Recall that the begin() member function "points to" the first value stored in the vector. The end() member function "points to" the location just passed the last value stored in the vector. So the vector's range when described by begin() and end() would be inclusive for begin() and exclusive for end(). *petsInHousehold.end() would actually be an out-of-bounds error; therefor the loop continues as long as the iterator is not end().

Using the range-based for

Another way to do so is to use C++'s range-based for (a.k.a ranged for).

An examination of the syntax:

for (dataType identifier : containerIdentifier)
{
//statement
}

where

• The keyword for indicates a loop.
• The dataType is that of the container that will be traversed.
• The identifier is any valid identifier.
• containerIdentifier is the name of the container to be traversed.

Using the range-based for, the programmer does not have to keep track of the position in the vector as the compiler handles the use of the built-in iterators behind the scenes.

Following this syntax would produce the code below. Code Illustration
cout << "\nThe number of pets in each household, in the order entered:\n";
for (int numberOfPets : petsInHousehold)
cout << numberOfPets << endl;

The identifier numberOfPets has a data type of int. It will temporarily store each value in the petsInHousehold vector beginning with the first value and ending with the last value.

The first iteration of the loop will cause numberOfPets to receive a copy of the first value found in the petsInHousehold vector. The second iteration of the loop, numberOfPets will contain the second value in the petsInHousehold vector. And so on, with the last iteration of the loop resulting in numberOfPets containing the value stored in the last element of the petsInHousehold vector.

Since the variable declared within the for is getting a copy of the values from the vector, in order to modify the contents of the vector using a range-based for, the declaration within the loop should be a reference. Recall that the & operator is the 'address of' operator and is used to indicate a reference variable.

The following code could be used to reduce all of the ages by 2. Code Illustration
for (int &age : ages)
age = age - 2;

Vectors and Functions

The following is an example of a function definition in which a vector is passed as an argument. Code Illustration
void displayData(vector<int> vectorData)
{
for (int elementValue : vectorData)
cout << elementValue << endl;
}

To execute this function, use the following function call. Code Illustration
displayData(ages);

The vector in the above example is passed by value which means a copy of the vector is created for the function. Recall that a vector is an advanced data structure, an object. Passing such a structure by value can be problematic if the object contains a large amount of data. Rather than copying potentially large amounts of data, pass the vector as a reference parameter. Be sure to include the keyword const when the function should not be able to alter the data within the vector.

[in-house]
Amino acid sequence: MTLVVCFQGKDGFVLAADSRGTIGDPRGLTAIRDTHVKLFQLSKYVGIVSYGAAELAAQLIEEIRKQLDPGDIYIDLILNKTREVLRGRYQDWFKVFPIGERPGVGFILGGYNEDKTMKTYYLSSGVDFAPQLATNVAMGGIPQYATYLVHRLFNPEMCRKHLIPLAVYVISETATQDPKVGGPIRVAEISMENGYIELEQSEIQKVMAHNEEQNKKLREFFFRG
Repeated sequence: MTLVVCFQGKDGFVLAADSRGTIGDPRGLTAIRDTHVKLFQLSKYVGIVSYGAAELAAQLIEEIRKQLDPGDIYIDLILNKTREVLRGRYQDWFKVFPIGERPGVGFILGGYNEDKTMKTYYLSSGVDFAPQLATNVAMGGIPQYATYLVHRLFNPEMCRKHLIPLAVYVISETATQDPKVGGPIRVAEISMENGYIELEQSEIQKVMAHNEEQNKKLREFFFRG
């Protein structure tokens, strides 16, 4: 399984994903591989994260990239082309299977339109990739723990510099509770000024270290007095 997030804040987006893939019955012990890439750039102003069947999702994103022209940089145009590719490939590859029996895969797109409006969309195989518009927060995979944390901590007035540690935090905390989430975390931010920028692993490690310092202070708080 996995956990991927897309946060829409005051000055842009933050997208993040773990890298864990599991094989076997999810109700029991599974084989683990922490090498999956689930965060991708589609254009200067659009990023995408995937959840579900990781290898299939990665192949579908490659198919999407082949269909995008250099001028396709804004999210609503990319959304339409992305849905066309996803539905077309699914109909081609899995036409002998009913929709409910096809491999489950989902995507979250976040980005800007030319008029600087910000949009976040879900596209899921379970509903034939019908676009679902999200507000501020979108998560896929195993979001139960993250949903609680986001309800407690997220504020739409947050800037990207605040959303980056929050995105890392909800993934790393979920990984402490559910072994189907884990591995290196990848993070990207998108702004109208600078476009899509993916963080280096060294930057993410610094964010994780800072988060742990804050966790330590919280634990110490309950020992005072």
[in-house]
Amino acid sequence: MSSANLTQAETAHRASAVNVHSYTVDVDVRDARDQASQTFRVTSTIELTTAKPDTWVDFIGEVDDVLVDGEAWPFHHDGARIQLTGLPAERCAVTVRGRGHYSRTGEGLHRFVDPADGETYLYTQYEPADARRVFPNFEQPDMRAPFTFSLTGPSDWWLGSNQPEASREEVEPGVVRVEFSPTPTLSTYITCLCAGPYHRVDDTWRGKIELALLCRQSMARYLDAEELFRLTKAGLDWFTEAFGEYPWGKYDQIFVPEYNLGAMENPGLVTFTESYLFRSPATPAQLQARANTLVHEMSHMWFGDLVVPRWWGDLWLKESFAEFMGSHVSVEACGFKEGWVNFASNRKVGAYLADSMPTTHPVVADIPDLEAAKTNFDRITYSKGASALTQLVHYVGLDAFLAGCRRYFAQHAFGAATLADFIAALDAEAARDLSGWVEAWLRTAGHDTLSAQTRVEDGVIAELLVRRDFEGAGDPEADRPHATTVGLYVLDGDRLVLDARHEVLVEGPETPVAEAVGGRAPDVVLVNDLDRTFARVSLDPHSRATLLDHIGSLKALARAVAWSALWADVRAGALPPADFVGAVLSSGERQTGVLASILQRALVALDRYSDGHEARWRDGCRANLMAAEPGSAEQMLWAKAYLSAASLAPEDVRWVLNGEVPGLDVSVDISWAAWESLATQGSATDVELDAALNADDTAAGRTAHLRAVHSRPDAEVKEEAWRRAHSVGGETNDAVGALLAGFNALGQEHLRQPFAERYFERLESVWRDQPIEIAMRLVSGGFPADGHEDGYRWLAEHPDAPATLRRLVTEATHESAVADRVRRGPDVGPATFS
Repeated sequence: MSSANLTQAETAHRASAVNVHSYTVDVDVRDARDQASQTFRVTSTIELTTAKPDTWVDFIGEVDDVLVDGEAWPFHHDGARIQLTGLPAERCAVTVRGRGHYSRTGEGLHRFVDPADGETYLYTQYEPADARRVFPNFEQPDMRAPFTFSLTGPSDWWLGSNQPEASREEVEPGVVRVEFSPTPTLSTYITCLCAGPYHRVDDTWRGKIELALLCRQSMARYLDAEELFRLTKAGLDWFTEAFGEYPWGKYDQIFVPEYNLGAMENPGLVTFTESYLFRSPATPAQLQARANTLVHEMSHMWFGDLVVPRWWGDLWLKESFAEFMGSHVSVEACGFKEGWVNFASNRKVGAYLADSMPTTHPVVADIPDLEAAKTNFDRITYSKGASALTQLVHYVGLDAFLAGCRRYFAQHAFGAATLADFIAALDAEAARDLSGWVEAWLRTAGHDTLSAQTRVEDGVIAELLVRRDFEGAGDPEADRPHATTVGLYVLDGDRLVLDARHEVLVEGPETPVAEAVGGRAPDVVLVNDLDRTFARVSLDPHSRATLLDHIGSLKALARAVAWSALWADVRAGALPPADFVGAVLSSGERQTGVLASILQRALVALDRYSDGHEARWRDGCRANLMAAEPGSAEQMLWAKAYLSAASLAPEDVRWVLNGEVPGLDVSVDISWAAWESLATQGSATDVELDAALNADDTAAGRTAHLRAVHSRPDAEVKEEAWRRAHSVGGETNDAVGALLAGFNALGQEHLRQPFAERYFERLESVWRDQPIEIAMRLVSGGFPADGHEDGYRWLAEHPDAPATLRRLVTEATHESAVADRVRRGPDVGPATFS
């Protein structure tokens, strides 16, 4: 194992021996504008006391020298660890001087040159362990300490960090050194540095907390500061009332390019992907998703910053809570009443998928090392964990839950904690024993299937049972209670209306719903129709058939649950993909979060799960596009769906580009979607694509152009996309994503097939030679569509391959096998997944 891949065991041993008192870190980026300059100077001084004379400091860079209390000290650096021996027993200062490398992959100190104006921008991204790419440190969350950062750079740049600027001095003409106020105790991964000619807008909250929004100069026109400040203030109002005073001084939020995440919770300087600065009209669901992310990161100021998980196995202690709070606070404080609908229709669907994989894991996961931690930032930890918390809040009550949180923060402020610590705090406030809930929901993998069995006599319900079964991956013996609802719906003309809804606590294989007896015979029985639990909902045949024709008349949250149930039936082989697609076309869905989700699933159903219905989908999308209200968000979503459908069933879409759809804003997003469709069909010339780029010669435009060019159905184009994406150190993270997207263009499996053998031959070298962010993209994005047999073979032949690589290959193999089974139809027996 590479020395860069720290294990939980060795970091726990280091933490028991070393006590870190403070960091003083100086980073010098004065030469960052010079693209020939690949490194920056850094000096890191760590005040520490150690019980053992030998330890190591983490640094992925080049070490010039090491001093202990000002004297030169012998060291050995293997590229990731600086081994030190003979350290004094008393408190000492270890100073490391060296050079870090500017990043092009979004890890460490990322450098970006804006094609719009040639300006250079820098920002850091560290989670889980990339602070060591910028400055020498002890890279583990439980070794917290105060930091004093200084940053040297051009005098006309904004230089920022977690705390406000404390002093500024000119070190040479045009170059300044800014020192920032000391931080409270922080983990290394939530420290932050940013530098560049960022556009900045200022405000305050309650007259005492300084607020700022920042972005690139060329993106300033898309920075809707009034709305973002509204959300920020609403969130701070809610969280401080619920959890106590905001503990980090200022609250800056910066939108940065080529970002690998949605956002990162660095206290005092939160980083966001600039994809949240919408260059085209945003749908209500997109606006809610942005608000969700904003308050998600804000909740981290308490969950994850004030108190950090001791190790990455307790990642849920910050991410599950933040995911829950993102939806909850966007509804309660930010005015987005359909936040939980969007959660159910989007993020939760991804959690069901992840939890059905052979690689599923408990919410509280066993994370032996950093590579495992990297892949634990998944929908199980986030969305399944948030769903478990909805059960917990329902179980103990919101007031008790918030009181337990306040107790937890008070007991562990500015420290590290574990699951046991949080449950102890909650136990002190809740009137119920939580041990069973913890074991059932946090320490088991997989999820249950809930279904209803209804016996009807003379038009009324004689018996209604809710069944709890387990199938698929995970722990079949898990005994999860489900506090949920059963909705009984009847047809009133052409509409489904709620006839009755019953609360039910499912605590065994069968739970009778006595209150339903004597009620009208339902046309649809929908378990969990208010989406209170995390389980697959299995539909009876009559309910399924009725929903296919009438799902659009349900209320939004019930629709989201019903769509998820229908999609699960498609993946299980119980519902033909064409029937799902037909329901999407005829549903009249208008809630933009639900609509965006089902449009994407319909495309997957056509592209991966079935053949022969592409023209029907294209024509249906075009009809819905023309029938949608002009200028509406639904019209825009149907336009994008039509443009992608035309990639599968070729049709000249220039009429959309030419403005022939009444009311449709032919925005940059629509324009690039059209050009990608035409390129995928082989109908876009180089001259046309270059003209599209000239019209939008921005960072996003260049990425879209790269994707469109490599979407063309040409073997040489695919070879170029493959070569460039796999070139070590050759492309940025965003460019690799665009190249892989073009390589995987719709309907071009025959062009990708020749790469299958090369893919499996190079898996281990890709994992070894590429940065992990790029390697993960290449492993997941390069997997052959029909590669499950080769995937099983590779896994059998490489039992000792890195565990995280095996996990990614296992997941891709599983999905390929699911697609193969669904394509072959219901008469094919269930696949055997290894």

The preferred version of the above function would be Code Illustration
void displayData(const vector<int> &vectorData)
{
for (int elementValue : vectorData)
cout << elementValue << endl;
}

The displayData() function can now read the data in the vector but cannot alter the data in the vector. (The function call remains the same.)

The same effect can be accomplished with the regular for loop using the at() member function. Code Illustration
void displayData(const vector<int> &vectorData)
{
for (vector<int>::size_type i = 0; i < vectorData.size(); ++i)
cout << vectorData.at(i) << endl;
}

Using Iterators with Constant Vectors

The for loop using an iterator, as described above, creates a way to access and modify the data inside the vector. If a function can modify the vector, this loop will still work inside the function. However, the use of const restricts the function from modifying the values so the iterated for loop from above no longer works. To use an iterator to traverse the vector, the use of a const_iterator will be needed. Code Illustration
void displayData(const vector<int> &vectorData)
{
cout << "\nIterating through a constant vector:\n";
for (vector<int>::const_iterator it = vectorData.begin(); it != vectorData.end(); ++it)
cout << (*it) << endl;
}

Using auto for Looping

Recall that auto can be used to allow the compiler to determine the necessary data type of a variable. While auto should not be used when defining simple, primitive data types, it comes in handy when more advanced data structures are encountered. It is an acceptable practice to use auto to traverse a vector. Consider the following change to the for loop discussed above. Code Illustration
void displayData(const vector<int> &vectorData)
{
cout << "\nIterating through a constant vector using auto:\n";
for (auto it = vectorData.begin(); it != vectorData.end(); ++it)
cout << (*it) << endl;
}
Use the displayData() function to display vector values after each alteration shown above to verify what actually occurs as each statement executes.